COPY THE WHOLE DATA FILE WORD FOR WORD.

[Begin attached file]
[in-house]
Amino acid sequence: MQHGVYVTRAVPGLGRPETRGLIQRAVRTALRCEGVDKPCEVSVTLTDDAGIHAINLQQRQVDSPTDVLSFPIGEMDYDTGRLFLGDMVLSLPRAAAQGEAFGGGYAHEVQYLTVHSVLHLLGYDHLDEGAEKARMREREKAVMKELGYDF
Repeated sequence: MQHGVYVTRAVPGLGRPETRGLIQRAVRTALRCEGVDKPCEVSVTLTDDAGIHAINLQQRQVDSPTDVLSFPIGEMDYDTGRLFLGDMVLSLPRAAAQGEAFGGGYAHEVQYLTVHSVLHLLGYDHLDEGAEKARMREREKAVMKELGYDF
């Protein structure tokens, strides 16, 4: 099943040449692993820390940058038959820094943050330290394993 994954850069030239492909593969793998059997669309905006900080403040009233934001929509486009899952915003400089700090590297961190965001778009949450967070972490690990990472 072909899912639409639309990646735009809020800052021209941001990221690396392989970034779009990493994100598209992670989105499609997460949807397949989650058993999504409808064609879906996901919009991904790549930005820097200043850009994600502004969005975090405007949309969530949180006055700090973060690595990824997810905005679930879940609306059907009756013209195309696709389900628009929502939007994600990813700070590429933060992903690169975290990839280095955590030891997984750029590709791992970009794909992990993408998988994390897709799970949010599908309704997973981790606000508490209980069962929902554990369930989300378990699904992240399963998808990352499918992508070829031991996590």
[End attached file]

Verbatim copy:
[in-house]
Amino acid sequence: MQHGVYVTRAVPGLGRPETRGLIQRAVRTALRCEGVDKPCEVSVTLTDDAGIHAINLQQRQVDSPTDVLSFPIGEMDYDTGRLFLGDMVLSLPRAAAQGEAFGGGYAHEVQYLTVHSVLHLLGYDHLDEGAEKARMREREKAVMKELGYDF
Repeated sequence: MQHGVYVTRAVPGLGRPETRGLIQRAVRTALRCEGVDKPCEVSVTLTDDAGIHAINLQQRQVDSPTDVLSFPIGEMDYDTGRLFLGDMVLSLPRAAAQGEAFGGGYAHEVQYLTVHSVLHLLGYDHLDEGAEKARMREREKAVMKELGYDF
């Protein structure tokens, strides 16, 4: 099943040449692993820390940058038959820094943050330290394993 994954850069030239492909593969793998059997669309905006900080403040009233934001929509486009899952915003400089700090590297961190965001778009949450967070972490690990990472 072909899912639409639309990646735009809020800052021209941001990221690396392989970034779009990493994100598209992670989105499609997460949807397949989650058993999504409808064609879906996901919009991904790549930005820097200043850009994600502004969005975090405007949309969530949180006055700090973060690595990824997810905005679930879940609306059907009756013209195309696709389900628009929502939007994600990813700070590429933060992903690169975290990839280095955590030891997984750029590709791992970009794909992990993408998988994390897709799970949010599908309704997973981790606000508490209980069962929902554990369930989300378990699904992240399963998808990352499918992508070829031991996590």